Noah doesn't like Ham

Noah doesn’t like Ham

Better Watch Out

Among the more intriguing mythologies of Noah, the movie, is the presence of the “Transformer-like” Watchers. The more biblically literate of the film’s viewers will know that Watchers are mentioned in the Bible, but in the book of Daniel—chronologically the latest book in the Hebrew Bible—and not in Genesis. Daniel does not tell us what Watchers are, but it uses the term in parallel with Holy Ones, implying that they are angels. In the apocryphal book of Enoch, there is quite a bit of mythology concerning Watchers, and they are tied back to the flood story by the strange first four verses of Genesis 6 that note the sons of God saw human women were beautiful and took them, populating the earth with giants as a result. The Bible, as typical, is very cryptic about all of this, leaving imagination to fill in the gaps. Watchers were later associated with fallen angels, and they are sometimes referred to as Grigori, the Slavic form of the name. Biblically we know practically nothing of them.

Watchers have long had a home in the paranormal speculation crowd. Associated with ancient astronauts, a modern mythology has grown up around who the Watchers supposedly really were. This is an outgrowth of the Judaic myth that came from the non-biblical texts that themselves grew out of such esoteric references as those to Enoch, nephilim (fallen ones), and giants, in Genesis. That antediluvian world was a fascinating period in which just about anything goes, but nothing is explained. Even the ark itself is described in terms so vague that it really can’t be reconstructed precisely. The Watchers, according to Genesis in any case, weren’t there. One gets the sense that ancient readers, anxious for a logical roadmap of the divine world, were quick to fill in the gaps that the Bible leaves.

Although Christian theology would eventually declare God omniscient, this does not characterize the deity of the Hebrew Bible. Even before the discovery of Oceania or the New World, the ancient Mediterranean and West Asia were too large for any one God to know it all. Watchers were, most likely, members of the divine council whose purview was to view. Keep an eye on what people were up to. Fallen angels, later equated with demons, were a convenient way to explain evil in a world made by a deity who is only good. And who doesn’t know that feeling of being watched, especially when being naughty? According to Genesis 6 not even the children of God are exempt from such behavior. The Bible gives us plenty to work with, if we’re only willing to use our imaginations.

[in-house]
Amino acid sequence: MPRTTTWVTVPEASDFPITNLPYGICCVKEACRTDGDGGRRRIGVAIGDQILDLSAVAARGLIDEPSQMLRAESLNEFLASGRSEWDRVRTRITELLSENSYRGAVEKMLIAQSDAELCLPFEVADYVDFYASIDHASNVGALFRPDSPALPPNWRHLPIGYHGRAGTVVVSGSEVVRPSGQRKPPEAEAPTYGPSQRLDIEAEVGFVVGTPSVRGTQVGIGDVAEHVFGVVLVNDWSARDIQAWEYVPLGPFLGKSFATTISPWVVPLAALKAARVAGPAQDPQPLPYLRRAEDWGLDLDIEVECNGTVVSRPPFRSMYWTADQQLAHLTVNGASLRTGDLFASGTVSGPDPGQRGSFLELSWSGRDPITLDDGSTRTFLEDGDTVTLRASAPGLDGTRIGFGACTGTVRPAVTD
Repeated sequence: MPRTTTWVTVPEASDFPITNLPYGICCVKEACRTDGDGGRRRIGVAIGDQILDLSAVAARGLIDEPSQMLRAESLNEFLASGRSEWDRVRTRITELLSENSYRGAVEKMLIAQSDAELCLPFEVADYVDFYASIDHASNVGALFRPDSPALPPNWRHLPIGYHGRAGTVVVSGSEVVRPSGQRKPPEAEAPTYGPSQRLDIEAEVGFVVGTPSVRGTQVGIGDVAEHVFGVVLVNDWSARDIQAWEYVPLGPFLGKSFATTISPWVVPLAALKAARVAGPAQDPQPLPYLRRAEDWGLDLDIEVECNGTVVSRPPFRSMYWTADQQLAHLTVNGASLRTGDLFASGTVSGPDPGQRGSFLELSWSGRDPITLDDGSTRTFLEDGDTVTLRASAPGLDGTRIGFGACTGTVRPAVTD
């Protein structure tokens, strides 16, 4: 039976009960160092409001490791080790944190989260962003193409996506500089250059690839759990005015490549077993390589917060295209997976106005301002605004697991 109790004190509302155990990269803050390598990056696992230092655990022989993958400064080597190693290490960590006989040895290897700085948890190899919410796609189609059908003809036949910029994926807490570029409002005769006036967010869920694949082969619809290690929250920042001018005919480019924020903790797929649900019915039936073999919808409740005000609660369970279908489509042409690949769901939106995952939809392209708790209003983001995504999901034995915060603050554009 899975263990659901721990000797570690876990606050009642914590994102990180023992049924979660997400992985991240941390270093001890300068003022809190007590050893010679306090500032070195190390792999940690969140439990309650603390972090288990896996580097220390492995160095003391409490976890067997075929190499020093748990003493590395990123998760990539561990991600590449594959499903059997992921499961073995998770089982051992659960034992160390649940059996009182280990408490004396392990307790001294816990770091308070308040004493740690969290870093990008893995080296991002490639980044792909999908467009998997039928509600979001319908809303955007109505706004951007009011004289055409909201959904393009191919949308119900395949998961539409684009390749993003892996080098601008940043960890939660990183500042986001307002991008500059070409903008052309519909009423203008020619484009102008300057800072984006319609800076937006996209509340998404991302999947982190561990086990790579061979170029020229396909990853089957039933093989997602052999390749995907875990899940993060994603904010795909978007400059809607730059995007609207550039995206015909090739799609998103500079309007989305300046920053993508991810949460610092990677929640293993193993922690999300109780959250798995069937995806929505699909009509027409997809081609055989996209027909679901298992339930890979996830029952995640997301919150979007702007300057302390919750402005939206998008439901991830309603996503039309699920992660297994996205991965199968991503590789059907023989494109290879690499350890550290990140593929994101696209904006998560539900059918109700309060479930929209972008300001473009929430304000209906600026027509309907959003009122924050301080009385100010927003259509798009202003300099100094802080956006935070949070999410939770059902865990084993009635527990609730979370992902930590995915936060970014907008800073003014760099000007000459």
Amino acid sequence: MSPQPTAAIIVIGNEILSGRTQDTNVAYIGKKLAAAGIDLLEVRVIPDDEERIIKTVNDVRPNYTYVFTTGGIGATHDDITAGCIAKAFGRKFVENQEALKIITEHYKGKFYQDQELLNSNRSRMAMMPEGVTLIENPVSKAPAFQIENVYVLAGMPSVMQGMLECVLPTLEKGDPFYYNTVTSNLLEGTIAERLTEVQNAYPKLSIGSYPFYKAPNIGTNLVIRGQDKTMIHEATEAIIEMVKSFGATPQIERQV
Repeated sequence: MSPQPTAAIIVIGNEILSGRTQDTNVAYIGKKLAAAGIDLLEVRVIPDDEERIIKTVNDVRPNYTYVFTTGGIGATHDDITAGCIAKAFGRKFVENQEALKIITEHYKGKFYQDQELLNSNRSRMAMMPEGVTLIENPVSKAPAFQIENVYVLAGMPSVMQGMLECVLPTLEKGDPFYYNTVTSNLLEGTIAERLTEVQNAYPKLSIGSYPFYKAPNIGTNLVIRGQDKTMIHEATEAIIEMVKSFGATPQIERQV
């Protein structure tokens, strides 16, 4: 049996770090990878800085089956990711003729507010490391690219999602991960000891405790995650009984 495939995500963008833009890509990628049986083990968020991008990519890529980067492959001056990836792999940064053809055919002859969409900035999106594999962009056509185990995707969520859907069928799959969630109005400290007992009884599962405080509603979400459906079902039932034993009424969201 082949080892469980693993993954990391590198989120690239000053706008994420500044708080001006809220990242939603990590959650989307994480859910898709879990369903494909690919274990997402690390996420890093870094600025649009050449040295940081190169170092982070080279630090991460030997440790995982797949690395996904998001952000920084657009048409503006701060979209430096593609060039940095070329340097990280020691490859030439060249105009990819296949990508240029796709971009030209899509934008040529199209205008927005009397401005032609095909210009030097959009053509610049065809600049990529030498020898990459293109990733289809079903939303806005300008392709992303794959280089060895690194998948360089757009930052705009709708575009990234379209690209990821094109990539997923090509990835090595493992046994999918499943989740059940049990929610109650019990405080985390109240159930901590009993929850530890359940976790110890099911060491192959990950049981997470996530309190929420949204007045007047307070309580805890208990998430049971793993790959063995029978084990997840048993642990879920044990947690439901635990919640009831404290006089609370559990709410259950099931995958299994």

Somebody's eye is watching...

Somebody’s eye is watching…

Floaters and Swimmers

Noah seems to have found a renewed audience these days. Nothing like a major motion picture to make even one of the most famous biblical characters even more notable. And the spin-off stories are now considered news as well. One of the many impossible stories of the Bible, the ark, as scholars have long known, would not have been a physical possibility. Quite apart from the building in days before metal smelting was invented, there was the problem of volume. Since evolution is ruled out de rigueur, each separate species had to have been represented, since no changes are allowed from that time to this. The sheer number of them, especially since new ones are being discovered even now, was deemed impossible to fit on an ark of even biblical dimensions. Add in the food necessary for 150 days, especially considering the carnivores, and the human-power required to care for all those beasts (only eight are permitted by Genesis, and Noah was 600 years old at the time) and you get the picture. Then Mesopotamian flood stories even older were discovered. It was quickly recognized that this was a myth with a larger message to tell.

Now, according to geobeats, and to the relief, I’m sure, of Russell Crowe, physics students at the University of Leicester have calculated that the ark could have floated. The story, in a one-minute sound bite, is a little shy on details. The students used the biblical cubit, and figured there were 35,000 distinct species at the time. I’m not sure where that number originates, but it doesn’t take into account how Noah got the koala’s to swim from Australia. According to present evidence, the earth is home to about eight-million-seven-hundred-thousand different species. And since they can’t evolve, that’s an awful lot of swimmers.

According to the university website, this was not intended as an exercise in biblical literalism. “The aim of the module is for the students to learn about peer review and scientific publishing. The students are encouraged to be imaginative with their topics, and find ways to apply basic physics to the weird, the wonderful and the everyday,” according to Dr. Mervyn Roy, the instructor. The students, working the math angle, didn’t expect the results to work. That they did surprised everyone. Except Noah, one presumes. The story makes clear that the number of animals was used to calculate mass, not dimensions, so squeezing all the beasts in might have been quite another chore altogether. Miraculous, one might say. As for me, I am waiting to see that pair of koalas swim from Darwin to the Persian Gulf, and then back again once the waters finally recede.

Don't forget to see the movie!

Don’t forget to see the movie!